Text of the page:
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Priti Patel’s plans to fast-track removal of Albanian asylum seekers ‘could violate law’

UK granted 53 per cent of Albanian asylum applications in past year and enforced returns would break Refugee Convention

Lizzie Dearden
Home Affairs Editor
Wednesday 31 August 2022 01:15 BST
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Home Secretary Priti Patel (Alberto Pezzali/PA)
Home Secretary Priti Patel (Alberto Pezzali/PA) (PA Wire)

Priti Patel has met Albanian officials as she attempts to “fast-track” the removal of Albanian asylum seekers who cross the English Channel in small boats, but it is not clear how the plans will be workable or legal.

She discussed the sharing of forensic evidence and biometric data with members of the Albanian state police on Tuesday, with the government hoping to deport convicted criminals from the UK on the basis they are not “conducive to the public good”.

British authorities separately hope to declare asylum applications by Albanians “inadmissible” on the basis they have travelled through safe third countries, but forcing them back to the country they are fleeing would be a breach of international law.

A pilot scheme has started to increase intelligence sharing on Albanian migrants after a surge in the numbers crossing the English Channel, which Home Office officials believe is being facilitated by organised crime networks.

Around 6,000 Albanians have arrived on small boats so far in 2022, constituting up to 60 per cent of migrants on some days.

Ms Patel claimed it was “shameful and absurd that so many Albanian nationals are entering the UK via small boats when Albania is a safe country”, but Britain granted more than half of Albanian asylum applications in the past year.

The Home Office has said it will consider applications by Albanians “immediately” with a view to arrange quick returns - despite many of the 166,000 asylum cases in a record backlog waiting years for a decision.

The Independent understands the plans have not yet been implemented, because of ongoing discussions with Albanian authorities and legal barriers.

Returning asylum seekers to the country they are fleeing is a violation of the Refugee Convention, with the United Nations stating that “the most essential component of refugee status and of asylum is protection against return to a country where a person has reason to fear persecution”.

The Refugee Council said it had worked with Albanians who had been “trafficked and are victims of criminal and sexual exploitation”, and that it would be “totally wrong” to pre-judge asylum claims based on nationality.

“Just because a country is not at war, does not mean that it is safe for all that live there,” chief executive Enver Solomon added.

“The fact that over half of Albanians who claim asylum here are given refugee protection by our government speaks volumes for the clear dangers these people are facing.”

The Joint Council for the Welfare of Migrants (JCWI) told The Independent that many Albanians crossing the Channel were fleeing violence.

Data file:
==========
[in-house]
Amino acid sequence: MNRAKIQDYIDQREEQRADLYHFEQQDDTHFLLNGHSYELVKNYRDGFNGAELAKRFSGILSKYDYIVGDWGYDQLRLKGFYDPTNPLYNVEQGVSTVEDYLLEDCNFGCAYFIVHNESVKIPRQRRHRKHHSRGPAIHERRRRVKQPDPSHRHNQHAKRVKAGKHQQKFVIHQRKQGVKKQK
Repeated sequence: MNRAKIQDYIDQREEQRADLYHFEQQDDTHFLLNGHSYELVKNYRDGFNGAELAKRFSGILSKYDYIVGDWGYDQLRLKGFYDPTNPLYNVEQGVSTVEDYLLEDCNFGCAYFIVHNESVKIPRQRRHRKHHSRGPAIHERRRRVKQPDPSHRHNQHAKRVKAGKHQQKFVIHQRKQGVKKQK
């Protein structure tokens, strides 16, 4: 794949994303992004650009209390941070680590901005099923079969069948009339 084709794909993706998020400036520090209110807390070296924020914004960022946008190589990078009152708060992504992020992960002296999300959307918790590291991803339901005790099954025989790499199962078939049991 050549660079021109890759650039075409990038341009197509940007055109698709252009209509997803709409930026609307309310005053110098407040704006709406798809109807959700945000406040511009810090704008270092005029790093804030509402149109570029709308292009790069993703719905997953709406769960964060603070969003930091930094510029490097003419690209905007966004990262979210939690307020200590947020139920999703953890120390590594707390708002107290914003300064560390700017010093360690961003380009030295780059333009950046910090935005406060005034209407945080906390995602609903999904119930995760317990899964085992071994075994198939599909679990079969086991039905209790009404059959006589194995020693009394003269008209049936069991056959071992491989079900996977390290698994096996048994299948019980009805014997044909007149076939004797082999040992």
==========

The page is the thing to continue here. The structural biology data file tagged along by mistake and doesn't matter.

“If Priti Patel’s shameful new plan goes ahead it will put Albanian lives at risk, and pave the way for broader anti-refugee cruelty,” said advocacy director Zehrah Hasan.

Number of people crossing English Channel in small boats this year passes 18,000

“Most of us believe that people seeking safety in the UK should be treated with fairness and compassion, but once again it appears this government is more interested in headline-grabbing cruelty than the lives of people their policies affect.”

Care4Calais, which is one of the charities bringing a legal challenge beginning next week against the Rwanda scheme, warned that the government was again “risking falling foul of international law”.

Founder Clare Moseley said: “The home secretary can’t throw due process out of the window and tar a whole nation with tropes. People’s claims should be assessed individually.”

In the year to June, the British government granted 53 per cent of asylum applications to Albanians, and it is not clear how it could lawfully treat them differently from other nationalities when each claim must be considered on an individual basis.

It may attempt to declare asylum applications from Albanians “inadmissible” and refuse to consider them on the basis that they have travelled through safe countries to reach the UK.

That move would put them in scope for transfer to “safe third countries”, which will include Rwanda if the government’s controversial deal is implemented.

A 2021 agreement with Albania allows the return of failed asylum seekers, foreign national offenders and visa overstayers, but not asylum seekers whose claims remain under consideration.

The deal states that it does not affect the UK’s duties under the Refugee Convention of any international agreements concerning asylum and human rights.

Since 2018, 94 per cent of all migrants crossing the Channel in dinghies have claimed asylum. Half of the claims were granted, 43 per cent were declared “inadmissible” because of their time in safe third countries and only 8 per cent were refused.

Under British law, people have to be present in the UK to make an asylum application and there is no visa for that purpose. The government has set up bespoke schemes to resettle people directly from countries including Afghanistan, and offered Ukrainian refugees three-year visas, but parliamentary committees have said there must be more safe and legal routes to reduce demand for Channel crossings.

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